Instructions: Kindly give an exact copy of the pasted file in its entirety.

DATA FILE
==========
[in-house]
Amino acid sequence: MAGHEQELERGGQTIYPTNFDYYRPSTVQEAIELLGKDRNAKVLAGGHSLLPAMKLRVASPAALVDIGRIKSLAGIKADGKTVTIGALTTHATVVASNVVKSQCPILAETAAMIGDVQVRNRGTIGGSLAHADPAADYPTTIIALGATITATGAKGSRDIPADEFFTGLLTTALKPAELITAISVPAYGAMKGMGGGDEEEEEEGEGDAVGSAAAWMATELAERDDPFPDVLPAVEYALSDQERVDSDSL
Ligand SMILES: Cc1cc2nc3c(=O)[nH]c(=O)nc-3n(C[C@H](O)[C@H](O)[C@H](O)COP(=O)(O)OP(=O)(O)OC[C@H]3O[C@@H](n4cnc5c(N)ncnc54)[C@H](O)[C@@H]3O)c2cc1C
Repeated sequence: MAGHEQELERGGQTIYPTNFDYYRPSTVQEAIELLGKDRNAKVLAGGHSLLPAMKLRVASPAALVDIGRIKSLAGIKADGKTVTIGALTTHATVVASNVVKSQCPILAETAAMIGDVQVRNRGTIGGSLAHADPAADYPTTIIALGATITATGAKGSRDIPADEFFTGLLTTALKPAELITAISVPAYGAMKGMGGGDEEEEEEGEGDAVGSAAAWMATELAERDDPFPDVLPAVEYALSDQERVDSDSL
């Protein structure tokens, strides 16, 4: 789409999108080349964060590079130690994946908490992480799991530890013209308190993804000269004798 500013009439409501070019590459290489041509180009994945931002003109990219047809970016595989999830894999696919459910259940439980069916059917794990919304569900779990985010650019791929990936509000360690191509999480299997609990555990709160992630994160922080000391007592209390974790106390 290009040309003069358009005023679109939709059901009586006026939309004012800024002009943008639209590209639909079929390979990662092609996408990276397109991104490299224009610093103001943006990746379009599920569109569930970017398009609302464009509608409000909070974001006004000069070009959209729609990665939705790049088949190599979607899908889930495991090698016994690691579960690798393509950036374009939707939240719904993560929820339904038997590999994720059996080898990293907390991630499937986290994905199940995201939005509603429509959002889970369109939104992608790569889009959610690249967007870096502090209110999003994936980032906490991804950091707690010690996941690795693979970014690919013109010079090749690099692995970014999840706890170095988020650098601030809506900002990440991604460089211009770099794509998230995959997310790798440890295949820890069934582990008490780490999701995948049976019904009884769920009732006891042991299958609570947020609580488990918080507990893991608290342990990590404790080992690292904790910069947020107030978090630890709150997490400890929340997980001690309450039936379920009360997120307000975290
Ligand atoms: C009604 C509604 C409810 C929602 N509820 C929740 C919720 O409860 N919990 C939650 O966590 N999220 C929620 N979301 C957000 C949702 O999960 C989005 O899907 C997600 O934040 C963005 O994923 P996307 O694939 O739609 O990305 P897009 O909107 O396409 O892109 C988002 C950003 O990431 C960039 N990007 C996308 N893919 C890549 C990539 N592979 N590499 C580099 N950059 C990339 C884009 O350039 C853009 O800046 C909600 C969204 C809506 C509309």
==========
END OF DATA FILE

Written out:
[in-house]
Amino acid sequence: MAGHEQELERGGQTIYPTNFDYYRPSTVQEAIELLGKDRNAKVLAGGHSLLPAMKLRVASPAALVDIGRIKSLAGIKADGKTVTIGALTTHATVVASNVVKSQCPILAETAAMIGDVQVRNRGTIGGSLAHADPAADYPTTIIALGATITATGAKGSRDIPADEFFTGLLTTALKPAELITAISVPAYGAMKGMGGGDEEEEEEGEGDAVGSAAAWMATELAERDDPFPDVLPAVEYALSDQERVDSDSL
Ligand SMILES: Cc1cc2nc3c(=O)[nH]c(=O)nc-3n(C[C@H](O)[C@H](O)[C@H](O)COP(=O)(O)OP(=O)(O)OC[C@H]3O[C@@H](n4cnc5c(N)ncnc54)[C@H](O)[C@@H]3O)c2cc1C
Repeated sequence: MAGHEQELERGGQTIYPTNFDYYRPSTVQEAIELLGKDRNAKVLAGGHSLLPAMKLRVASPAALVDIGRIKSLAGIKADGKTVTIGALTTHATVVASNVVKSQCPILAETAAMIGDVQVRNRGTIGGSLAHADPAADYPTTIIALGATITATGAKGSRDIPADEFFTGLLTTALKPAELITAISVPAYGAMKGMGGGDEEEEEEGEGDAVGSAAAWMATELAERDDPFPDVLPAVEYALSDQERVDSDSL
């Protein structure tokens, strides 16, 4: 789409999108080349964060590079130690994946908490992480799991530890013209308190993804000269004798 500013009439409501070019590459290489041509180009994945931002003109990219047809970016595989999830894999696919459910259940439980069916059917794990919304569900779990985010650019791929990936509000360690191509999480299997609990555990709160992630994160922080000391007592209390974790106390 290009040309003069358009005023679109939709059901009586006026939309004012800024002009943008639209590209639909079929390979990662092609996408990276397109991104490299224009610093103001943006990746379009599920569109569930970017398009609302464009509608409000909070974001006004000069070009959209729609990665939705790049088949190599979607899908889930495991090698016994690691579960690798393509950036374009939707939240719904993560929820339904038997590999994720059996080898990293907390991630499937986290994905199940995201939005509603429509959002889970369109939104992608790569889009959610690249967007870096502090209110999003994936980032906490991804950091707690010690996941690795693979970014690919013109010079090749690099692995970014999840706890170095988020650098601030809506900002990440991604460089211009770099794509998230995959997310790798440890295949820890069934582990008490780490999701995948049976019904009884769920009732006891042991299958609570947020609580488990918080507990893991608290342990990590404790080992690292904790910069947020107030978090630890709150997490400890929340997980001690309450039936379920009360997120307000975290
Ligand atoms: C009604 C509604 C409810 C929602 N509820 C929740 C919720 O409860 N919990 C939650 O966590 N999220 C929620 N979301 C957000 C949702 O999960 C989005 O899907 C997600 O934040 C963005 O994923 P996307 O694939 O739609 O990305 P897009 O909107 O396409 O892109 C988002 C950003 O990431 C960039 N990007 C996308 N893919 C890549 C990539 N592979 N590499 C580099 N950059 C990339 C884009 O350039 C853009 O800046 C909600 C969204 C809506 C509309």